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When bad PBM’s get even worse

·4324 words·21 mins

Over the last 200+ entries, I have fought for truth, justice and AWP -5% + $6.50.  I’ve laid down the smack against doctors, other pharmacists, drug-reps, insurance companies, Liberty Medical (fuck you) and even myself.  Now someone else is on the angry chopping block.  This rant is a magical mix of useful information and gutter-talk.  My mother is probably so ashamed right now, however like most of our readers she forgets this is the ANGRY pharmacy and not

Like a pimp who never loved you, these assholes of our profession both give us money, and screw our asses when we’re not looking.  Can’t live with them, cant work with them, but like a case of herpes wont ever be completely gone.

Yes, I’m talking about PBMs.  Pharmacy Benefit Managers.  The people who process your prescriptions and write out your checks every month.  WellPoint, Argus, Medco are all examples of PBM’s.  See on your insurance card at the Bin and PCN (Processor Control Number)? Thats so we can transmit to the correct PBM to get paid for your Vicodin and Soma.

You look confused (surprise surprise), let me use an example.

For those not in the profession (and 99% of the doctors out there), most insurance companies don’t administer their own pharmacy benefits.  Say for example we have a small Medicaid plan called “HealthPlan of AngryLand” (HPAL) that has hired a PBM called PillConcussion (PC) to process the pharmacy benefits.  When your local pharmacy processes that Rx for Soma, our computer systems contact PillConcussions servers (whom have a list of medications that HPAL has deemed “covered”) and right then we get a response if its covered and how much we are making.

PillConsussion pays the pharmacy for the Rx (say, $15).  HPAL pays PillConsussion what they paid the pharmacy ($15) + a handling fee (remember this!, more later).  So the flow of money goes:

State -> HPAL -> PC -> Pharmacy -> TAP -> Webhosting Bill/Booze/Hookers/Blow/Therapy.

Now, the big boys (BlueCross, Medco) process their own Rx’s, so the actual insurance company and the PBM are one in the same.  However smaller insurance companies cannot afford the infrastructure to process their own prescriptions so they hire a PBM (like PillConcussion) to mange their Pharmacy Benefits (hence the term Pharmacy Benefit Manager).  Now, this all may look fair and good, but what if PC goes crooked?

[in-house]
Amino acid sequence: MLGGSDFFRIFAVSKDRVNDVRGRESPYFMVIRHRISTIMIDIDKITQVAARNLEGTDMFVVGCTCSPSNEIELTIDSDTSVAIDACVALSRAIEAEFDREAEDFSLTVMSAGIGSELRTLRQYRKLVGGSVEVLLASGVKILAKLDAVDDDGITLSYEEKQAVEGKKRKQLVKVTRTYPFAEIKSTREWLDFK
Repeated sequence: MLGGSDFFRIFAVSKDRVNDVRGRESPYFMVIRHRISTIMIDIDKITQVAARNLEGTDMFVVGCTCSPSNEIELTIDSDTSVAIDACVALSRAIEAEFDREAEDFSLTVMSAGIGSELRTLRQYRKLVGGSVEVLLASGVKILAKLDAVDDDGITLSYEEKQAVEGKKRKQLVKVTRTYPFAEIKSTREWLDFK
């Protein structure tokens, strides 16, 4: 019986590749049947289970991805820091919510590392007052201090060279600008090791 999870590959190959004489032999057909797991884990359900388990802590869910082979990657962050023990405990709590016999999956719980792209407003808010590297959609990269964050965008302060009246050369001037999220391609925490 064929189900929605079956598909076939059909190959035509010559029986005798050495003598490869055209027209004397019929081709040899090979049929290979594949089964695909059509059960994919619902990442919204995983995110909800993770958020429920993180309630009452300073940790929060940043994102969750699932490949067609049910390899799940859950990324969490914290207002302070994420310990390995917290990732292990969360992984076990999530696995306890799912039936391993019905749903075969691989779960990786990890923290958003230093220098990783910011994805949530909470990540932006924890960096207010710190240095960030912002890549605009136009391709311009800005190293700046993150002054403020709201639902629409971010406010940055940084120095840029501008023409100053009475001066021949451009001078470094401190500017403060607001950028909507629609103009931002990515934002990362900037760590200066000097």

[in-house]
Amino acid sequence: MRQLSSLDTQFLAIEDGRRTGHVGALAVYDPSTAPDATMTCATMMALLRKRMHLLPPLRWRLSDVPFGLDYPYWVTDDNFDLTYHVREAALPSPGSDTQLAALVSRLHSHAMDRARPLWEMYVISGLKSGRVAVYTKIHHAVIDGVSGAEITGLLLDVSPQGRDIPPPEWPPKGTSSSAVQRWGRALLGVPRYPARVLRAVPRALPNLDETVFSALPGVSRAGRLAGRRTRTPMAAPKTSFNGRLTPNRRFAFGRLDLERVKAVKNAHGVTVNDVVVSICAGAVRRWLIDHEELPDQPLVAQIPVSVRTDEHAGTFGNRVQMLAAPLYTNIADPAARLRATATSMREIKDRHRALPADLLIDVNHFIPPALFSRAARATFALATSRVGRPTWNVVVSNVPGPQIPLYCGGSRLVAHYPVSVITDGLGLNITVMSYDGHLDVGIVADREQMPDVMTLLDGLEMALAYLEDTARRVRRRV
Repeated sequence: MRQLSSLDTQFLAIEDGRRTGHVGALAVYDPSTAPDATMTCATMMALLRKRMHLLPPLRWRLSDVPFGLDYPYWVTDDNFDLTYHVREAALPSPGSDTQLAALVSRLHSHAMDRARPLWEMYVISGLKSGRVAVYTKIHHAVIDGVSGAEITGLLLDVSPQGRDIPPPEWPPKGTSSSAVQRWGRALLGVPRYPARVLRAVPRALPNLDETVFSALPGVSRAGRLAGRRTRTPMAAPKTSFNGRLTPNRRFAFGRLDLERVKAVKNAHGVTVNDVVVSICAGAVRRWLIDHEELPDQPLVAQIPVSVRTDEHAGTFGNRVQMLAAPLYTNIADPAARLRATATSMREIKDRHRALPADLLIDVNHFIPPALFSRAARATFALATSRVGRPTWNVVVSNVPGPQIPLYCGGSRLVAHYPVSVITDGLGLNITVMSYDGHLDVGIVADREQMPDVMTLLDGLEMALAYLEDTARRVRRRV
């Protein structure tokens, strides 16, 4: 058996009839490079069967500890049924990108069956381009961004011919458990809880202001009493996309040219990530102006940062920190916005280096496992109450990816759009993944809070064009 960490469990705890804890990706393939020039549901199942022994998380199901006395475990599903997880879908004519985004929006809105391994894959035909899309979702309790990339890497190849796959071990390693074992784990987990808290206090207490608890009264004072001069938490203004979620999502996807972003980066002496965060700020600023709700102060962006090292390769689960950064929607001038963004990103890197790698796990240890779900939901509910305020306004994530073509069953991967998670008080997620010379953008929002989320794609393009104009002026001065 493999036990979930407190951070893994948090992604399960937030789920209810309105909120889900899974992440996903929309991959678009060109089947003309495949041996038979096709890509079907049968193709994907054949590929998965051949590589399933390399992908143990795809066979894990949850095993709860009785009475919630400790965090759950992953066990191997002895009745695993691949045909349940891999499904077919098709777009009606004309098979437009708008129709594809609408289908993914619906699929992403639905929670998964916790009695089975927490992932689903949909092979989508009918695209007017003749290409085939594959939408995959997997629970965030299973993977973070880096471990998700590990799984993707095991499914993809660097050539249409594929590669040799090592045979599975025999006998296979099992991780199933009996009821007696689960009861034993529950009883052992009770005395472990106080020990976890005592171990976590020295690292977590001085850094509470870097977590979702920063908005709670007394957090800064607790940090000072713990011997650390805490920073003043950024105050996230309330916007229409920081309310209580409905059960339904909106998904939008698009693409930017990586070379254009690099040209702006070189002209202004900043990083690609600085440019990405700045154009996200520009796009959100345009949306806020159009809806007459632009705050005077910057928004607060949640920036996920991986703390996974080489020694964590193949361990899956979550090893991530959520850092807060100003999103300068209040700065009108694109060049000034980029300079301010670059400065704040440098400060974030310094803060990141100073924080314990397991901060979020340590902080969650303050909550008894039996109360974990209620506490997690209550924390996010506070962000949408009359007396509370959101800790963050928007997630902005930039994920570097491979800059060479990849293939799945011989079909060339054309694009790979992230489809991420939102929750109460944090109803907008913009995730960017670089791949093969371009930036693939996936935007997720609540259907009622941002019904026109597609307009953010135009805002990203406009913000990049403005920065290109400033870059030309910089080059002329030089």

Example 1:
Brand new generic comes out.  Say its Paxil CR.  Now imagine that you have your head up your ass, and you processed the script for the trade name (because the patient has been on it for years) without switching it over to generic (which until this point you had no idea it was out).  Unless you look carefully at your reimbursement screen, the PBM will silently accept the transmission for BRAND NAME and reimburse you the price of the GENERIC (remember, you are transmitting the NDC of the TRADE name product).  No warning from their end, no “BRAND NAME NOT COVERED”, just a normal billing acceptance for about 95% under-cost.  That means that the pharmacy is getting the generic reimbursement ($4.00) when the PBM knows they are billing for the brand name ($200).  Your store just lost a shit-pot full of money because you blew past the reimbursement screen (although most pharmacy systems will blare warning lights at that point).  What makes this whole ass-raping even sweeter is that usually this shit happens when a new generic is released that the PBM’s know about long before you do.  Its pretty sad when the pharmacies find out that a new generic is available by the PBM’s gently patting your behind while softly telling you to lube up and bend over.

Example 2:
Say we take something random and stupid like Prilosec OTC and its generic Omeprazole OTC.  Now what if PillConsussion /only/ covers Prilosec OTC (the brand name), but reimburses the pharmacy the cost based upon Omeprazole OTC (the generic) and at the same time charges HealthPlan of AngryLand the cost of Prilosec OTC?   PC is billing HPAL the cost of the BRAND name, but reimbursing the pharmacy a cost based on the GENERIC.  Is this fraud? Would this be like the pharmacy billing trade name Cipro to the insurance company but dispensing the generic?  Its not as uncommon as you think, however most pharmacies are too busy/stupid to look at how little they are making and not speaking up.

Now in this example say that HPAL and the pharmacy talk and compare notes.  Like a guy who realized the girl he just nailed was 16, PillConcussion starts to do damage control.  They state that generic Omprazole OTC is not covered because the BRAND name is Omeprazole Magnesium and the GENERIC is just Omeprazole and they are not equivalent…

….Must ….Resist ….PBM ….Backward …Logic